But we shouldn’t accept it on its own terms. The idea of what constitutes justice in a Zwolinskian world is totally perverse. During the government shutdown, BHL writer Andrew Cohen argued that the government is obligated to fulfill contractual promises to pay its own employees, even if the ability to fulfill these contractual agreements rests on the violent transfer of property from one set of individuals to another through taxation. He even embarrassingly uses an incorrect analogy to the mafia, which thankfully Monty Python expertly satirized decades ago. This is a view that Zwolinski has defended in many places, but it can be seen explicitly in the comments section of his latest post on the BIG.
In the context of this argument, they are quite literally claiming that if the state violates someones rights, the state must make restitution to the victim, even if “making restitution” was predicated on the state violating someone else’s rights in order to do so. Zwolinski’s pitiful attempt to appeal to the standard libertarian idea of what constitutes justice is a complete perversion of the principle in question. If Person A violates the rights of Person B, Rothbardians argue that A owes B restitution in proportion to the offense committed. However, the means by which the restitution is paid is of the utmost importance. Person A does not then have license to steal property from Person C to pay Person B. This would simply be an additional crime committed by A. The Basic Income Guarantee would necessarily have to be paid out of funds obtained through taxation (i.e. theft) and would be an illegitimate act, piling injustice upon injustice upon injustice. No matter what violations have been perpetrated by the state in the past, there can be no justification for continuous and perpetual invasions of the rights of third parties to make restitution for those crimes. True restitution would mean an end to the crimes of the state, and the most egregious perpetrators being compelled to work off their debts as determined by a free competing court system.
But even worse than this, Zwolinski isn’t simply wrong when it comes to the natural rights component of this argument; it seems rather, he is being deliberately dishonest about it. When making his appeals to the natural rights tradition, he sneaks in a competing theory of justice and uses it interchangeably with the first. By using the social justice concept of the “capability approach”, he is jettisoning any reference he may have had to rights violations, and substituting it with a theory of well being. These are two completely incompatible sets of ideas, and it destroys any semblance of consistency in his argument. This wouldn’t be so repugnant if he had not framed this as a “libertarian” or “natural rights” argument, and admitted that he was pursuing an entirely different theory of justice from the outset.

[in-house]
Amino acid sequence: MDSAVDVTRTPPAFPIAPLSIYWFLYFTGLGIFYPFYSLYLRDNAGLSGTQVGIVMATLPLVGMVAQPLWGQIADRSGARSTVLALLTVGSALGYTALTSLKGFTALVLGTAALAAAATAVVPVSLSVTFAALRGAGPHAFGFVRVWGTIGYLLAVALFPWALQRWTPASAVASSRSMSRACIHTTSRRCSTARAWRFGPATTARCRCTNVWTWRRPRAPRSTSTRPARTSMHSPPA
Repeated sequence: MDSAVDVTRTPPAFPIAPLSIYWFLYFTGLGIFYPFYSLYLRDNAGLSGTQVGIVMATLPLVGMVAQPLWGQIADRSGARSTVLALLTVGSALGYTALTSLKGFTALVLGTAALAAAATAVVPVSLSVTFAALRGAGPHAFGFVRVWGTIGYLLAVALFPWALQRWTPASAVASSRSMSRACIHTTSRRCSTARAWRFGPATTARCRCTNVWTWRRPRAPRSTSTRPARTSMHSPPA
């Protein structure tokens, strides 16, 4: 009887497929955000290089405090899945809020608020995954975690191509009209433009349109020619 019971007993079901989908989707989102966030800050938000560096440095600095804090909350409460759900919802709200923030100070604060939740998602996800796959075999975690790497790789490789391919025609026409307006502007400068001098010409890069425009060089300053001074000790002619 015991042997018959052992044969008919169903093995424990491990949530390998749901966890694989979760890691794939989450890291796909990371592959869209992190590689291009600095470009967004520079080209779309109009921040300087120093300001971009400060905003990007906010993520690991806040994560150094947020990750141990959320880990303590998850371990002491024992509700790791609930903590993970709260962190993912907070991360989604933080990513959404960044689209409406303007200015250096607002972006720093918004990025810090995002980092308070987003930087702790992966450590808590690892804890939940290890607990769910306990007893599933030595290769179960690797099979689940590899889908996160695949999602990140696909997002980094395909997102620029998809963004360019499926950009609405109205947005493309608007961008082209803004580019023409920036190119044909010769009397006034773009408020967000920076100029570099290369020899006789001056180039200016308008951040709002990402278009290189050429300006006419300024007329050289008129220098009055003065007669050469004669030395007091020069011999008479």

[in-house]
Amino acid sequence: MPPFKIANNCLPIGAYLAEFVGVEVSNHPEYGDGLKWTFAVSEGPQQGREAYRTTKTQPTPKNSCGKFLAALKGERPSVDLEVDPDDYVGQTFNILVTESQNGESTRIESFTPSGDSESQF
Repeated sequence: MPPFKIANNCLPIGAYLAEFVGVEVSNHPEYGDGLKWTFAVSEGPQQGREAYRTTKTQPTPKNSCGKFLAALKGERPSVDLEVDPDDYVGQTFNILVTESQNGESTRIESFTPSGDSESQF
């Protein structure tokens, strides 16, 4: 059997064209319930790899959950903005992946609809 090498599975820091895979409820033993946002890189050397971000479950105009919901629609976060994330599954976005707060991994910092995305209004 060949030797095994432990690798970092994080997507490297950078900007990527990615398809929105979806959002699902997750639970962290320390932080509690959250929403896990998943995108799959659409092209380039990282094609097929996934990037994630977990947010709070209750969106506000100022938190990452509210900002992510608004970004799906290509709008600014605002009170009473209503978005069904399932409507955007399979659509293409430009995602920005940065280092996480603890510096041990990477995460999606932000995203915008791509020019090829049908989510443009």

In short, the proposal is totally self-defeating. It rests on the premise that the state is a legitimate institution (absurd on its own), and that rights violations can be repaid and made whole by further rights violations. Acknowledging there are times when “second-best” policies are the only possible options, it seems prudent to ask: what would be the purpose of proposing a policy that is neither practical nor ideal? Why would we trade an economically disastrous, ethically miserable state of affairs for one that is even worse on both accounts? If we are going to propose radical changes in government policy, why not stick to the truly radical idea that the state itself ought to be abolished in toto? Zwolinski has claimed many times that he is sympathetic to the anarchist program, and that he is very compelled by Michael Huemer’s arguments against political authority, so why hesitate to advocate the only way of ending systematic injustice? Why continue to rely on an institution that has committed more murders, more theft, and more injustice than private individuals could have ever hoped to commit? How could you possibly trust that institution with one iota of power? For someone as clearly well read as Matt Zwolinski, it is an abominably stupid and evil position to maintain.
As a final note, Matt also argued that both F.A. Hayek and Milton Friedman advocated for something like a BIG, and that Rothbardians who claim “real libertarians don’t support welfare” are incorrect, as these highly influential figures are clearly a part of the libertarian tradition. I agree that these men are influential figures in the libertarian tradition (just like the classical liberals before them) but they also made egregious errors along the way. The hardcore propertarianism of the anarcho-capitalists excludes and ridicules these errors not because of some sort of backward dogmatism, but because private property theory is a distillation and refinement of the libertarian idea. Appealing to the worst parts of Friedman and Hayek is no way to demonstrate that an idea is sound. One must defend ideas on their own merits, not the presumed authority of other intellectuals.